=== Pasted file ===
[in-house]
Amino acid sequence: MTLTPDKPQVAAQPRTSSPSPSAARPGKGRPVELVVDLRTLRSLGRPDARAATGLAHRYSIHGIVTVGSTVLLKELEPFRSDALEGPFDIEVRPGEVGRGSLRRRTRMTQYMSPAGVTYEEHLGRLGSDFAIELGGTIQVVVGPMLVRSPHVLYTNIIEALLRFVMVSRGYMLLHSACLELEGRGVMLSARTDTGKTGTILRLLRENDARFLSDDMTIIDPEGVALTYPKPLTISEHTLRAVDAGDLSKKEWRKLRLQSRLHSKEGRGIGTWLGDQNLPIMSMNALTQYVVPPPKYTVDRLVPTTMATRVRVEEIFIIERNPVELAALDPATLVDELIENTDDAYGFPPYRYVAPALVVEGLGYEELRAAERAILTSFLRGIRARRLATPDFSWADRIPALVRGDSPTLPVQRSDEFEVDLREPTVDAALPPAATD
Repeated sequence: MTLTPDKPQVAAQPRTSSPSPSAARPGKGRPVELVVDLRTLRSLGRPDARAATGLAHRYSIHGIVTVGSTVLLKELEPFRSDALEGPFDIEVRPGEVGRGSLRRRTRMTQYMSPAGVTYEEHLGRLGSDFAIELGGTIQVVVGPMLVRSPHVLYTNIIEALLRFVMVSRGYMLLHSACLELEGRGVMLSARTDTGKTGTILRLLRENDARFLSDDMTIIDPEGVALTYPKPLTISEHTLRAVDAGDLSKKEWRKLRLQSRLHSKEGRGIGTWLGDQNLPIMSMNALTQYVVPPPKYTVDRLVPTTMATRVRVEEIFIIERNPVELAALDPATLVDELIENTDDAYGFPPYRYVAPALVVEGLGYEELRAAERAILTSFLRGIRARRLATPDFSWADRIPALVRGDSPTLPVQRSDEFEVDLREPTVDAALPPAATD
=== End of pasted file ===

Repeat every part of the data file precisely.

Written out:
[in-house]
Amino acid sequence: MTLTPDKPQVAAQPRTSSPSPSAARPGKGRPVELVVDLRTLRSLGRPDARAATGLAHRYSIHGIVTVGSTVLLKELEPFRSDALEGPFDIEVRPGEVGRGSLRRRTRMTQYMSPAGVTYEEHLGRLGSDFAIELGGTIQVVVGPMLVRSPHVLYTNIIEALLRFVMVSRGYMLLHSACLELEGRGVMLSARTDTGKTGTILRLLRENDARFLSDDMTIIDPEGVALTYPKPLTISEHTLRAVDAGDLSKKEWRKLRLQSRLHSKEGRGIGTWLGDQNLPIMSMNALTQYVVPPPKYTVDRLVPTTMATRVRVEEIFIIERNPVELAALDPATLVDELIENTDDAYGFPPYRYVAPALVVEGLGYEELRAAERAILTSFLRGIRARRLATPDFSWADRIPALVRGDSPTLPVQRSDEFEVDLREPTVDAALPPAATD
Repeated sequence: MTLTPDKPQVAAQPRTSSPSPSAARPGKGRPVELVVDLRTLRSLGRPDARAATGLAHRYSIHGIVTVGSTVLLKELEPFRSDALEGPFDIEVRPGEVGRGSLRRRTRMTQYMSPAGVTYEEHLGRLGSDFAIELGGTIQVVVGPMLVRSPHVLYTNIIEALLRFVMVSRGYMLLHSACLELEGRGVMLSARTDTGKTGTILRLLRENDARFLSDDMTIIDPEGVALTYPKPLTISEHTLRAVDAGDLSKKEWRKLRLQSRLHSKEGRGIGTWLGDQNLPIMSMNALTQYVVPPPKYTVDRLVPTTMATRVRVEEIFIIERNPVELAALDPATLVDELIENTDDAYGFPPYRYVAPALVVEGLGYEELRAAERAILTSFLRGIRARRLATPDFSWADRIPALVRGDSPTLPVQRSDEFEVDLREPTVDAALPPAATD